# Proposed Inflation Schedule

As mentioned above, the network's *Inflation Schedule* is uniquely described by
three parameters: *Initial Inflation Rate*, *Disinflation Rate* and *Long-term
Inflation Rate*. When considering these numbers, there are many factors to take
into account:

- A large portion of the SOL issued via inflation will be distributed to
stake-holders in proportion to the SOL they have staked. We want to ensure
that the
*Inflation Schedule*design results in reasonable*Staking Yields*for token holders who delegate SOL and for validation service providers (via commissions taken from*Staking Yields*). - The primary driver of
*Staked Yield*is the amount of SOL staked divided by the total amount of SOL (% of total SOL staked). Therefore the distribution and delegation of tokens across validators are important factors to understand when determining initial inflation parameters. - Yield throttling is a current area of research that would impact
*staking-yields*. This is not taken into consideration in the discussion here or the modeling below. - Overall token issuance - i.e. what do we expect the Current Total Supply to be in 10 years, or 20 years?
- Long-term, steady-state inflation is an important consideration not only for sustainable support for the validator ecosystem and the Solana Foundation grant programs, but also should be tuned in consideration with expected token losses and burning over time.
- The rate at which we expect network usage to grow, as a consideration to the disinflationary rate. Over time, we plan for inflation to drop and expect that usage will grow.

Based on these considerations and the community discussions following the initial design, the Solana Foundation proposes the following Inflation Schedule parameters:

- Initial Inflation Rate: 8%
- Disinflation Rate: -15%
- Long-term Inflation Rate: 1.5%

These parameters define the proposed *Inflation Schedule*. Below we show
implications of these parameters. These plots only show the impact of inflation
issuances given the Inflation Schedule as parameterized above. They *do not
account* for other factors that may impact the Total Supply such as fee/rent
burning, slashing or other unforeseen future token destruction events.
Therefore, what is presented here is an **upper limit** on the amount of SOL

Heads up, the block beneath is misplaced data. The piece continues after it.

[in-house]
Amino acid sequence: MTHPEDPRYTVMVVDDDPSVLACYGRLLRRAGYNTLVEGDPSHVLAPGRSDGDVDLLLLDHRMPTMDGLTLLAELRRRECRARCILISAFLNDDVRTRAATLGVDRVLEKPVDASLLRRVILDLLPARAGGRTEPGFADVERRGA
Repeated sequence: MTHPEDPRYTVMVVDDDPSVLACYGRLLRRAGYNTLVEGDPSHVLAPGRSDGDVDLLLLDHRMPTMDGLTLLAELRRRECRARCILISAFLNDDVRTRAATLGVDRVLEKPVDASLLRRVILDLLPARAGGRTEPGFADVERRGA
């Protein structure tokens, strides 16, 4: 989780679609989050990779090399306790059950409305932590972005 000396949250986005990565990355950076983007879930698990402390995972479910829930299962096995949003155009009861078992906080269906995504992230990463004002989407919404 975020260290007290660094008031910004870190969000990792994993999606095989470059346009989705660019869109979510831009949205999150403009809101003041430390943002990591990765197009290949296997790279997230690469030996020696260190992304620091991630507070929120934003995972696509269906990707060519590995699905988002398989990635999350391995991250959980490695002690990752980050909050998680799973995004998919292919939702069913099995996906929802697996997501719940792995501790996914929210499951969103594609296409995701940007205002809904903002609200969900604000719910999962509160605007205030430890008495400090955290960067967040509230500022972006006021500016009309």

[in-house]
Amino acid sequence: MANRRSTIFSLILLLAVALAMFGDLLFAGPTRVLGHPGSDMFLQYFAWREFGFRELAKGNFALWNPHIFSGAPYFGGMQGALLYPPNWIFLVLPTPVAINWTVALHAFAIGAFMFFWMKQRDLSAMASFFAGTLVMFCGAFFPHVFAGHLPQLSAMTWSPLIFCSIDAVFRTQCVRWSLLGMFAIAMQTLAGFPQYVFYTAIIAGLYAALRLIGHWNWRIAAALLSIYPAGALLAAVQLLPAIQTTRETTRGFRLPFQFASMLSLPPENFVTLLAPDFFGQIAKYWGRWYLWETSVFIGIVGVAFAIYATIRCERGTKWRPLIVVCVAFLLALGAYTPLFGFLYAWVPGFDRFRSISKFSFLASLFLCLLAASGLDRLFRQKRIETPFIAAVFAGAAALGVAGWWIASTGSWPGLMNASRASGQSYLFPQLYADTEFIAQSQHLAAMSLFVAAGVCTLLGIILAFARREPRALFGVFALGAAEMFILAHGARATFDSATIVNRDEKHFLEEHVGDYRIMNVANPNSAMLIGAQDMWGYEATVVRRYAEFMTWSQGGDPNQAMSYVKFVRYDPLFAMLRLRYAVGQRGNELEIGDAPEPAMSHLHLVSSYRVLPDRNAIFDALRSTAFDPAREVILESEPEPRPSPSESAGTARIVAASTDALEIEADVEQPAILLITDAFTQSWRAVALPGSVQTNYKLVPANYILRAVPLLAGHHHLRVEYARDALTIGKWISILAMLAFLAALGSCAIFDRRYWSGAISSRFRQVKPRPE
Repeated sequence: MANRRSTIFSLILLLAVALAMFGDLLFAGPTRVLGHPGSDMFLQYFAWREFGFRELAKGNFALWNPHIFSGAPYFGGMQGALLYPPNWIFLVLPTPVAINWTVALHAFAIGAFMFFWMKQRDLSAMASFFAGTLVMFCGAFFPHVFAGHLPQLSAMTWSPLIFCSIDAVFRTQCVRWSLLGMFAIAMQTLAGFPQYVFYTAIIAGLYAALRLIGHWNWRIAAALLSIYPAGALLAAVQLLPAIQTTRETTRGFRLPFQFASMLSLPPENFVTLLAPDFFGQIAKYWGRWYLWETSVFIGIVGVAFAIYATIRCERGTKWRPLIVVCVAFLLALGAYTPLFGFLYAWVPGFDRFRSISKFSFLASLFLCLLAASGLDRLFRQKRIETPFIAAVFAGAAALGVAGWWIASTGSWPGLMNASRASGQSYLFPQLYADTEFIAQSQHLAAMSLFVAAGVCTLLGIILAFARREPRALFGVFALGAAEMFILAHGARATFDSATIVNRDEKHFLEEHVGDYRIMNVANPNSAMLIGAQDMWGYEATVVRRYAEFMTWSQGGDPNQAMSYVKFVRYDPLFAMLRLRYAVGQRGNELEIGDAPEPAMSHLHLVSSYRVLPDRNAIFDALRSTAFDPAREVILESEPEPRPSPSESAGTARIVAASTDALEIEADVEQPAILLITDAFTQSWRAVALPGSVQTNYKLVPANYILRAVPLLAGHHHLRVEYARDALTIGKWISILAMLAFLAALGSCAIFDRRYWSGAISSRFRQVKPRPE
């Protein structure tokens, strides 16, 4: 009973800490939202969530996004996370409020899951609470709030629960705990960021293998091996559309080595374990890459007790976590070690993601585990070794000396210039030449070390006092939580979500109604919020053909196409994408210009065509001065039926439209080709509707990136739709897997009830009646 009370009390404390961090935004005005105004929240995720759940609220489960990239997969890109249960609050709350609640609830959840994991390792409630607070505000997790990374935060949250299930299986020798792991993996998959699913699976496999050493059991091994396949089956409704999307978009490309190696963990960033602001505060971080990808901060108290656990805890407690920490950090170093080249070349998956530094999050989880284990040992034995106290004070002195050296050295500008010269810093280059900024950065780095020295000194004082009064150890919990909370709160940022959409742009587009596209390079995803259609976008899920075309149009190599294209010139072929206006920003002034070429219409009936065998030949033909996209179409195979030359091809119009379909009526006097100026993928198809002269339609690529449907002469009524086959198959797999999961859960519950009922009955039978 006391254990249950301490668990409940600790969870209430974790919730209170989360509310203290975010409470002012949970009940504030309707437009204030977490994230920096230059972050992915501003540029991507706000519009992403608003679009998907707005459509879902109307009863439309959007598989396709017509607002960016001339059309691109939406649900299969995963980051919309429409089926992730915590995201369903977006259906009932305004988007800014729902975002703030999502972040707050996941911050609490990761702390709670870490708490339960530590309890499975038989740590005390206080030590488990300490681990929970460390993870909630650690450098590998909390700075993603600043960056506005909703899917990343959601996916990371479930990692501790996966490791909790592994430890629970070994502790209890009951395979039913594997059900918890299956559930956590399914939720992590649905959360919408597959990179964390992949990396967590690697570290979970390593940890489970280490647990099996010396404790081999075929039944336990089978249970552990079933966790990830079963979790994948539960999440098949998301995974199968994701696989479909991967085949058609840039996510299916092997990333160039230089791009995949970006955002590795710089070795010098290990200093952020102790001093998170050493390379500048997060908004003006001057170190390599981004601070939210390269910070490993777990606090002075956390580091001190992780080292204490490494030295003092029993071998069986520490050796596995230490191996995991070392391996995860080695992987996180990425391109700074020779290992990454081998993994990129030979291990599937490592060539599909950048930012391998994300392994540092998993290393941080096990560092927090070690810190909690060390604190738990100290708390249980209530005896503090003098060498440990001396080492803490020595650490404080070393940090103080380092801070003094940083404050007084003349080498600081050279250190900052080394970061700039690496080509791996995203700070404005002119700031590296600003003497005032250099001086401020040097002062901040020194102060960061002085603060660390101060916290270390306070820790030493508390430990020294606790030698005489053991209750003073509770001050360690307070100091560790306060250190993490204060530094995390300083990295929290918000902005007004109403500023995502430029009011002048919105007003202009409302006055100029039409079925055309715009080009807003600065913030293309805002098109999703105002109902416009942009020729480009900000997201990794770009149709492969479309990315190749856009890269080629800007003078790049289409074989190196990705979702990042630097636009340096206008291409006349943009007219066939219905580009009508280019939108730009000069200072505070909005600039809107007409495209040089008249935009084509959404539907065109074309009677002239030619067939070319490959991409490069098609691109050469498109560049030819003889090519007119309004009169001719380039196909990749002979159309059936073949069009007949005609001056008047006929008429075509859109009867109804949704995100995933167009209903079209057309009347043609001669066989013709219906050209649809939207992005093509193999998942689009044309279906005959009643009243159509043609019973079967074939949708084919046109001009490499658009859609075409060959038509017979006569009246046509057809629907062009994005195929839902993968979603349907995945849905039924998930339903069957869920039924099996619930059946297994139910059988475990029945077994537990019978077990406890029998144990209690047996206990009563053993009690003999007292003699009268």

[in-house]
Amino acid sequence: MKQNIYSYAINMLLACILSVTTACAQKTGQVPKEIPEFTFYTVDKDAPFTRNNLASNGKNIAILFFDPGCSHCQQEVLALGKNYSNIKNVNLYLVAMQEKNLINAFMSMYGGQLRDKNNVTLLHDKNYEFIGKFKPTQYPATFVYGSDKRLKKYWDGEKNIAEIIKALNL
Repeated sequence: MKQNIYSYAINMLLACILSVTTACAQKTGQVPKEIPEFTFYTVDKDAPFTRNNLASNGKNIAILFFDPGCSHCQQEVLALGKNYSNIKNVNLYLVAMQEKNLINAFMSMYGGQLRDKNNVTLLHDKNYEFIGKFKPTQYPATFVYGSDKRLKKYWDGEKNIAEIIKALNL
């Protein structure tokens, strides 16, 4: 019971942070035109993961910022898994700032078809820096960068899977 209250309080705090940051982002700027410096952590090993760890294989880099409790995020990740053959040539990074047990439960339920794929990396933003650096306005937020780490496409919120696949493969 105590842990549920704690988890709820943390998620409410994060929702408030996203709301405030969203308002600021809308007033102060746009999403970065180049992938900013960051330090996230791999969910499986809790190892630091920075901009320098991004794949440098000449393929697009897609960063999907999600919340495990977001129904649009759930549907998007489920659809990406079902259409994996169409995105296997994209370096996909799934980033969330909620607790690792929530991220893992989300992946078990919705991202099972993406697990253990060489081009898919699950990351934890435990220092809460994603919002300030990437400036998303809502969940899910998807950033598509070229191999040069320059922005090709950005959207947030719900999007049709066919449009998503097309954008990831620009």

issued via inflation.

Example proposed inflation schedule graph

In the above graph we see the annual inflation rate percentage over time, given the inflation parameters proposed above.

Example proposed total supply graph

Similarly, here we see the *Total Current Supply* of SOL [MM] over time,
assuming an initial *Total Current Supply* of `488,587,349 SOL`

(i.e. for this
example, taking the *Total Current Supply* as of `2020-01-25`

and simulating
inflation starting from that day).

Setting aside validator uptime and commissions, the expected Staking Yield and
Adjusted Staking Yield metrics are then primarily a function of the % of total
SOL staked on the network. Therefore we can model *Staking Yield*, if we
introduce an additional parameter *% of Staked SOL*:

This parameter must be estimated because it is a dynamic property of the token
holders and staking incentives. The values of *% of Staked SOL* presented here
range from 60% - 90%, which we feel covers the likely range we expect to
observe, based on feedback from the investor and validator communities as well
as what is observed on comparable Proof-of-Stake protocols.

Example staked yields graph

Again, the above shows an example *Staked Yield* that a staker might expect over
time on the Solana network with the *Inflation Schedule* as specified. This is
an idealized *Staked Yield* as it neglects validator uptime impact on rewards,
validator commissions, potential yield throttling and potential slashing
incidents. It additionally ignores that *% of Staked SOL* is dynamic by design -
the economic incentives set up by this *Inflation Schedule* are more clearly
seen when *Token Dilution* is taken into account (see the **Adjusted Staking
Yield** section below).